Las Vegas-based SpiritWorld – a creative moniker for artist, author, songwriter, and vocalist Stu Folsom – has moved on from an early ‘countrified’ punk sound into ‘apocalyptic hardcore’ with the debut full-length, Pagan Rhythms, which dropped on July 1oth. A collective effort with a hand from a multitude of artists – including producer/guitarist/bassist Sam Pura and accomplished drummer Thomas Pridgen (The Mars Volta) – the album is bursting with the synaptic rage to fire you up and the musical precision to deliver you to the gods.
Imbued with Western vibes, Pagan Rhythms is a natural step for Folsom as he combines his love of heavy, crushing thrash à la Slayer and 7 Seconds, the rockabilly tunes of George Jones, and dark Western stories from the likes of Cormac McCarthy and the Coen Brothers. If that sounds like a damn good cocktail to you, you should probably consider what has led you down such a sick, twisted path. Or just rock the f*ck out! Presumably, you’ve chosen the latter.
In this sun-baked, spur-wearing Top 10, Folsom lays down the Western films that inspired Pagan Rhythms, from the standard classics to the downright disturbing, with all the spaghetti bloodbaths in between. It’s a nod to the raucous, righteous sounds of SpiritWorld and a celebration of a defining genre, so find your nearest Stetson shop and enjoy.
10. Unforgiven (1992)
“What a film! Originally written by David Peoples (co-wrote Bladerunner) in 1976. When this bad mf’er finally came to life on the big screen, it not only won Academy Awards for Best Picture and a Best Director nod for Clint Eastwood, it also proved once and for all that a great Western can still be relevant even when it pulls no punches and is full of gritty violence.”
9. Bone Tomahawk (2015)
“If you are unfamiliar with S. Craig Zahler, I demand that you stop whatever you have been so busy with and get with the program immediately. You can thank me later. His movies are great and so are his books, just trust your boy, okay? The Bone Tommy is full of razor-sharp dialogue and killer action. Kurt Russell and Richard Jenkins are so good as the Sheriff and back up deputy hunting down cannibal, woman-stealing troglodytes.”
8. Lonesome Dove (1989)
“Lonesome Dove may very well be my favorite western and Gus may be the greatest character ever put to film. I know, I know, the books are always better, and it was made for TV in the ‘80s, but I don’t care. LD is the shit. I love it. Always have and always will.”
7. The Proposition (2005)
“I had really high expectations for this when I first saw it; great reviews, Nick Cave penned the screenplay, and I probably made it fifteen minutes in and fell asleep. Fast forward five or six years and I finally watched this bleak, violent, and strange tale from the outback all the way through and it blew my mind.”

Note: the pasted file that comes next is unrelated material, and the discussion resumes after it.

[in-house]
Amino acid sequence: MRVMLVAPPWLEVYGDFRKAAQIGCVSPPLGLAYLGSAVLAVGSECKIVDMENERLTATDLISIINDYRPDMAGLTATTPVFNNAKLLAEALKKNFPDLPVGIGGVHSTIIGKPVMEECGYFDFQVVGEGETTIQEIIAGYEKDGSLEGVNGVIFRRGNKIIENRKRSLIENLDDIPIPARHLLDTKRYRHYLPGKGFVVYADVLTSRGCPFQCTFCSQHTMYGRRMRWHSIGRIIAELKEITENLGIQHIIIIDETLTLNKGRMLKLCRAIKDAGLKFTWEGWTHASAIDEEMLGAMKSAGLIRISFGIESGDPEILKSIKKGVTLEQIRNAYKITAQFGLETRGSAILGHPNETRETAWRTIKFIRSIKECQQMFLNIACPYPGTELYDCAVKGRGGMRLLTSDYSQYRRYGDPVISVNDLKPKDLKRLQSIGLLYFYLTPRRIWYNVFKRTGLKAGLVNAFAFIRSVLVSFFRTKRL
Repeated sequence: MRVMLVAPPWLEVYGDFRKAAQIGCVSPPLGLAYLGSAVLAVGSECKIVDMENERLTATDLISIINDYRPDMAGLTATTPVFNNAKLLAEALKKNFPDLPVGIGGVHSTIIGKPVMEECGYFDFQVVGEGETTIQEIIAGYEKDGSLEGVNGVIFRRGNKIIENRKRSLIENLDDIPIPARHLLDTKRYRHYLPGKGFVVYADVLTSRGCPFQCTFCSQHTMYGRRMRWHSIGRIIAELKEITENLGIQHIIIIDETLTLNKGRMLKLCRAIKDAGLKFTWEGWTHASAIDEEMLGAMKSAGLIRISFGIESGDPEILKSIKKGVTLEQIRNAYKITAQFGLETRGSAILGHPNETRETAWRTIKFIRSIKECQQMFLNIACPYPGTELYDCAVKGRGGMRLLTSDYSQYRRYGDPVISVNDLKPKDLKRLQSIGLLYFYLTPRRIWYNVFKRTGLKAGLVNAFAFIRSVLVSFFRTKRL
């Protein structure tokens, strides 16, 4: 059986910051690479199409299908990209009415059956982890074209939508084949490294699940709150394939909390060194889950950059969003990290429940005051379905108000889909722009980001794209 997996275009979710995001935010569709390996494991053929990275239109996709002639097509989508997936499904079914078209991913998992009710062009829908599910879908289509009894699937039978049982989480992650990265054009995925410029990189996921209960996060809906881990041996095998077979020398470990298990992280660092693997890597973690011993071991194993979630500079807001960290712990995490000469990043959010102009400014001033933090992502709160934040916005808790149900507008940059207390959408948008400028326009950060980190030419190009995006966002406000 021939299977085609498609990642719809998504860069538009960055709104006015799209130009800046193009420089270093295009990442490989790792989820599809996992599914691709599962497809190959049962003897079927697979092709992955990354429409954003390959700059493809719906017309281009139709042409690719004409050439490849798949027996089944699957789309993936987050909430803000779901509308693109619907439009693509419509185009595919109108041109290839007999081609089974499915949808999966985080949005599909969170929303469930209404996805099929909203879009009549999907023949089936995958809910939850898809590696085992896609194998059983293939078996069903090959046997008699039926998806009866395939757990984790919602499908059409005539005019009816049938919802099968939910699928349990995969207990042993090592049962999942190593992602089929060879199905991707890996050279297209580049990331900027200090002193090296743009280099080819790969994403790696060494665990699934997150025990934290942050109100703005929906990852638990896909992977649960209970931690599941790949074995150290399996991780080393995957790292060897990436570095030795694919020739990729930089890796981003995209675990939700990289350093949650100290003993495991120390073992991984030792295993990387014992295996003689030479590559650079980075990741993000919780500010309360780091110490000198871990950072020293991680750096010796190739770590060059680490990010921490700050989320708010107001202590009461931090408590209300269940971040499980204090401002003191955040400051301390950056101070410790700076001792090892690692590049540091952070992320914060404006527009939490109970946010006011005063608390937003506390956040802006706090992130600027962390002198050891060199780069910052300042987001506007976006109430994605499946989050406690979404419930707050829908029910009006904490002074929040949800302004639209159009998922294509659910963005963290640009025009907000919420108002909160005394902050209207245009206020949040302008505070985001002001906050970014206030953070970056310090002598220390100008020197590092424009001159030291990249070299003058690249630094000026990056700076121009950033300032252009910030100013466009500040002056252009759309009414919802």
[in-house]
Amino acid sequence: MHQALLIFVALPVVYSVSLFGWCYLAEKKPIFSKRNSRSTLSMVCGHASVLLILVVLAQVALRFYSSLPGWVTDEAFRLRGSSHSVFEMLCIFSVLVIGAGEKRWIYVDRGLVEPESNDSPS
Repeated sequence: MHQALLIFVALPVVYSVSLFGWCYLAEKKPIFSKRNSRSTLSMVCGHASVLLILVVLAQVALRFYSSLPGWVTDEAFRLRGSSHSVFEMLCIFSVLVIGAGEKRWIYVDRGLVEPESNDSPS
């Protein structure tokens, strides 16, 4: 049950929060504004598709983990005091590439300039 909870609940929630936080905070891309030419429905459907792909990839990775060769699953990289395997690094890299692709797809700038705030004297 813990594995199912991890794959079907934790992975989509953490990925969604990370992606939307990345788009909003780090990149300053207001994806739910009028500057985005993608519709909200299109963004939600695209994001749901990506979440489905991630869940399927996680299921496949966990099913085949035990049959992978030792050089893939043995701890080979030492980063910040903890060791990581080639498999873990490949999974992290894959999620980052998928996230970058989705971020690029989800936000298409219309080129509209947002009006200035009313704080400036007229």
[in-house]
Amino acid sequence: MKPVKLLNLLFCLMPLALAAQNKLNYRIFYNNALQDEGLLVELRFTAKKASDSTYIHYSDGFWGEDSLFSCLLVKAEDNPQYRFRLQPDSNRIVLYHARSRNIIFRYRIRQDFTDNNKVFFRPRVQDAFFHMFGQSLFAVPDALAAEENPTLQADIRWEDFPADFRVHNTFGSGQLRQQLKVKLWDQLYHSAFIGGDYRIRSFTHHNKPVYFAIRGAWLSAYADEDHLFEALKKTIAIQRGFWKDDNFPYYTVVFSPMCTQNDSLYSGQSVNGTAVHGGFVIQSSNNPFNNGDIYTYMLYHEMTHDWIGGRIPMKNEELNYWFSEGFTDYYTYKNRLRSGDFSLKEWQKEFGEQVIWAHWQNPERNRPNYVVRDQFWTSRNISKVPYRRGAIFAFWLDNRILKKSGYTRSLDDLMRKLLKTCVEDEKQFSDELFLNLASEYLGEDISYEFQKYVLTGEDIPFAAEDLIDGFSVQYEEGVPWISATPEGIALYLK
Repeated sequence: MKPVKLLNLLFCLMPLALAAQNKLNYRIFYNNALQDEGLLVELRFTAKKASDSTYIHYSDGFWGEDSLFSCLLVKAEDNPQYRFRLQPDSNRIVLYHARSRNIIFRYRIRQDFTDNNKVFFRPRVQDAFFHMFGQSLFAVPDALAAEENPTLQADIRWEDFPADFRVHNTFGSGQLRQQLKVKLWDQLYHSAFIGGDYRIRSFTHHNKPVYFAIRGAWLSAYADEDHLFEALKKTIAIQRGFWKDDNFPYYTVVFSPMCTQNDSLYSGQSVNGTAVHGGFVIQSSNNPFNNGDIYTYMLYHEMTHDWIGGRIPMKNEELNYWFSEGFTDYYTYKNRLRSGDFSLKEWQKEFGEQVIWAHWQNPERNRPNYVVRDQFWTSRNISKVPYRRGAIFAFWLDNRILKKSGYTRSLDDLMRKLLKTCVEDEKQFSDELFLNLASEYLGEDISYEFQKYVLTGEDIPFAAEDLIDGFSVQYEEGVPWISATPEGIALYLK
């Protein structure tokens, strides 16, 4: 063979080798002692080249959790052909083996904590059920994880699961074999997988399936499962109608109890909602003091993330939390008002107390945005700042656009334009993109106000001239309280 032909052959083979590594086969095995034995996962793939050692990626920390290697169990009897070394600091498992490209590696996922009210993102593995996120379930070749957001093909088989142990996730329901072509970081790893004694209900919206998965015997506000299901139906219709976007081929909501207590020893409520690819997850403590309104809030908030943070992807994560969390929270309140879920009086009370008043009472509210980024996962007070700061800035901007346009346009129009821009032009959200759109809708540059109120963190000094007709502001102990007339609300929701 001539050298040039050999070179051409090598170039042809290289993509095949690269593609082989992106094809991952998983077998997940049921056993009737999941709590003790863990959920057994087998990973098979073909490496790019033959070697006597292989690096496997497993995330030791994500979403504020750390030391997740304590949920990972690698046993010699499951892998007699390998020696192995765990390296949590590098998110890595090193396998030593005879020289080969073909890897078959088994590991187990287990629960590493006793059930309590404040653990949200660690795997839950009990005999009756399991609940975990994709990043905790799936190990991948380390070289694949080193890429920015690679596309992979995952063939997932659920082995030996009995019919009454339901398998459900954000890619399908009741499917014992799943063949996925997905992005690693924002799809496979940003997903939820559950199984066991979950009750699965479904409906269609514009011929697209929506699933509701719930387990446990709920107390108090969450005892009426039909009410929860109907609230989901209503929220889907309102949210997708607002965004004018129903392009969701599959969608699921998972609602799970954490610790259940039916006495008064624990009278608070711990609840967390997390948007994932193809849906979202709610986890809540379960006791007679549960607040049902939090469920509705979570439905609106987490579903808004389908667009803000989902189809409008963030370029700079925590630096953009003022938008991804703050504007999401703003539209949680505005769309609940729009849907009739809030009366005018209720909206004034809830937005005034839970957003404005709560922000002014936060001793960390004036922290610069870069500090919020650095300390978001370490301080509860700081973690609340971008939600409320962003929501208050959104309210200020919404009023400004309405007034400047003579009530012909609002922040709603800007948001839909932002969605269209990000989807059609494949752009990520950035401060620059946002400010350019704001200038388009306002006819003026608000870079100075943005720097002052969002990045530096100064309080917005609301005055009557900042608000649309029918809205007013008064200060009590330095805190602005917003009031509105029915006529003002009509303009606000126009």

6. The Good, the Bad and the Ugly (1966)
“The king of the spaghetti westerns. Clint Eastwood and Sergio Leone’s final chapter of the Dollars Trilogy is the epic, smashing success that launched Eastwood into superstardom. Bounty hunters, sweeping longshots, tight close-ups, and an incredible score by Ennio Morricone. The Good, the Bad and the Ugly took a long time to receive the critical acclaim it deserved, but you would be hard-pressed to find a list of the greatest films of all time that doesn’t include this Italian masterwork.”
5. The Ballad of Buster Scruggs (2018)
“I had no idea what this was when it appeared on my Netflix feed, but my love of the Coen Brothers is strong, and I was blown away. The ‘Pan Shot!’ scene kills me just thinking about it, and that creepy thespian ranting and raving still crosses my mind from time to time and gives me the willies. Weird, funny and great. Classic Coen Brothers.”
4. Dances with Wolves (1990)
“I’m a Kevin Costner guy. I admit it. I don’t care if he is playing baseball, running the Yellowstone Ranch or hanging out, assimilating to the Lakota way of life. Wolves is a masterpiece. If you can, track down the alternate, four-hour-long version. Yeah. Four hours. Costner’s sprawling director’s cut is awesome, who needs lame-o Netflix binges when you can lose yourself in the Old West?”
3. The Wild Bunch (1969)
“Sam Peckinpah’s 1969 classic. It’s long, it’s violent, and it’s epic. Beautifully shot and way ahead of its time, I do not understand why it was blasted so hard by critics. Maybe it was just too much when it dropped? The Wild Bunch takes the old, one-more-job outlaw trope to its greatest heights. The big shootout at the coliseum is a must-watch classic of the genre.”
2. The Magnificent Seven (1960)
“Yule Brynner, Steve McQueen, Charles Bronson and James Coburn starring in an old west remake of Akira Kurosawa’s Samurai masterpiece, Seven Samurai. Hollywood can be cool as fuck sometimes. The Magnificent Seven may not live up to Seven Samurai but what film could, really? Steve McQueen is such a badass that he staged a car accident that kept him off the set of his tv show Wanted Dead or Alive, and while supposedly rehabbing in a neck brace due to whiplash, snuck off to film The Magnificent Seven. This is a must-watch classic.”
1. The Hell Benders (1967)
“The opening fight scene in the river is so awesome. I would love to know how they choreographed all the dynamite chucking and the horses and riders toppling over. If you are into spaghetti westerns, you will dig this lesser-known film; lots of action, a cool plot and great music from the late Ennio Morricone. RIP.”